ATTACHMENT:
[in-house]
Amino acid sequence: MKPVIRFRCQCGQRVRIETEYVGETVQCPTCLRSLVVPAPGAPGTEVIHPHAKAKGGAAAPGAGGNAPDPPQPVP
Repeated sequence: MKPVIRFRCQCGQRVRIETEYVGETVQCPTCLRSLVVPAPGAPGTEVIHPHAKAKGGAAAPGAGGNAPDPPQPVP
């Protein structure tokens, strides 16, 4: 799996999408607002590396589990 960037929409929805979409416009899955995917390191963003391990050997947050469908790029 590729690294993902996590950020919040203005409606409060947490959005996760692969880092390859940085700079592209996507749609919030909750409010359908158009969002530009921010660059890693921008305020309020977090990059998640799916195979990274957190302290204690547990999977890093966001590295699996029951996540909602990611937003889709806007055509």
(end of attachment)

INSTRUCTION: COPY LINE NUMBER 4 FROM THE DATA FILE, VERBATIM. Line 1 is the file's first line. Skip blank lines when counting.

């Protein structure tokens, strides 16, 4: 799996999408607002590396589990 960037929409929805979409416009899955995917390191963003391990050997947050469908790029 590729690294993902996590950020919040203005409606409060947490959005996760692969880092390859940085700079592209996507749609919030909750409010359908158009969002530009921010660059890693921008305020309020977090990059998640799916195979990274957190302290204690547990999977890093966001590295699996029951996540909602990611937003889709806007055509």